## Increase in Entropy Principle

### 1. Non-flow Processes

We previously found from considerations of the
**Clausius
Inequality** that the following cyclic
integral is always less than or equal to zero, where the equality
occurred for a reversible cycle.

This lead to the definition of the property Entropy
(S). Consider now an irreversible cycle in which process (1)
-> (2)
follows an irreversible path, and process (2) ->
(1) a reversible path, as shown:

Thus the entropy change of an adiabatic process is
always greater than or equal to zero, where the equality applies to
reversible processes. However not all processes are adiabatic.
Nevertheless we can always enclose a system in a surrounding
environment which is adiabatic, thus considering the total entropy
change of both the system and surroundings we obtain:

Thus the Increase in Entropy Principle states that
for any process the total change in entropy of a system together with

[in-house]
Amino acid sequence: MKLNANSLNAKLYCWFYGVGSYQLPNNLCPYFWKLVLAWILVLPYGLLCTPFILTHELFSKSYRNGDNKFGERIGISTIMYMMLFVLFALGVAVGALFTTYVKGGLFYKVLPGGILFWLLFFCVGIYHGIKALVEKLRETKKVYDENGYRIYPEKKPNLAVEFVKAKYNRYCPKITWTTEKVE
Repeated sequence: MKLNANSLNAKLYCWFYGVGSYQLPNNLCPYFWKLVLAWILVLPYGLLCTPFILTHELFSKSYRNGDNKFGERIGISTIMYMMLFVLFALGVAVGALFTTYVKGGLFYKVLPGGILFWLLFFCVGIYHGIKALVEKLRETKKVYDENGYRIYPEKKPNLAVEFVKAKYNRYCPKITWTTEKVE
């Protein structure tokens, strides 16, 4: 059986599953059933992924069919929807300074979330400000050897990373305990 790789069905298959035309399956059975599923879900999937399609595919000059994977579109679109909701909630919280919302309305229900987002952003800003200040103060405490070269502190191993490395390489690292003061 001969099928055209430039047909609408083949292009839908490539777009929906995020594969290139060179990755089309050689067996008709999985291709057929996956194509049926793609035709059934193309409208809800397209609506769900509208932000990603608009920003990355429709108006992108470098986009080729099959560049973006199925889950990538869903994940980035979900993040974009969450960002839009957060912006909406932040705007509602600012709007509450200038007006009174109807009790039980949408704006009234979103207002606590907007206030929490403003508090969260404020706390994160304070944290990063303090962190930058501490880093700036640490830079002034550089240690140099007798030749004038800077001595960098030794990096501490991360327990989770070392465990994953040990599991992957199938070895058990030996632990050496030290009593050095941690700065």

its enclosing adiabatic surroundings is always greater than or equal
to zero. This total change of entropy is denoted the Entropy
Generated during the process (S_{gen} [kJ/K]
or s_{gen} [kJ/kg.K]).

### 2. Flow Processes (Steady Flow)

We now consider the entropy generated during a steady
flow process through a single-input/single-output Control Volume (CV)
enclosed in an adiabatic surroundings as shown:

Notice that for a steady flow system there can be no
change of any of its property values with time, thus the rate of
increase of entropy can only be associated with the surroundings.
Notice also that at station (2) we are also dumping entropy from the
control volume into the surroundings, and at station (1) we are
sucking entropy out of the surroundings, leading to:

Surprisingly the form of the specific entropy
generated function s_{gen} for a control
volume is identical to that for a system.

For multiple-input, multiple-output control volumes
under steady flow conditions, the entropy generated function is
extended to:

where
the summations ()
are taken over all the exit ports (e) and inlet ports (i).

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Engineering Thermodynamics by Israel
Urieli is licensed under a Creative
Commons Attribution-Noncommercial-Share Alike 3.0 United States
License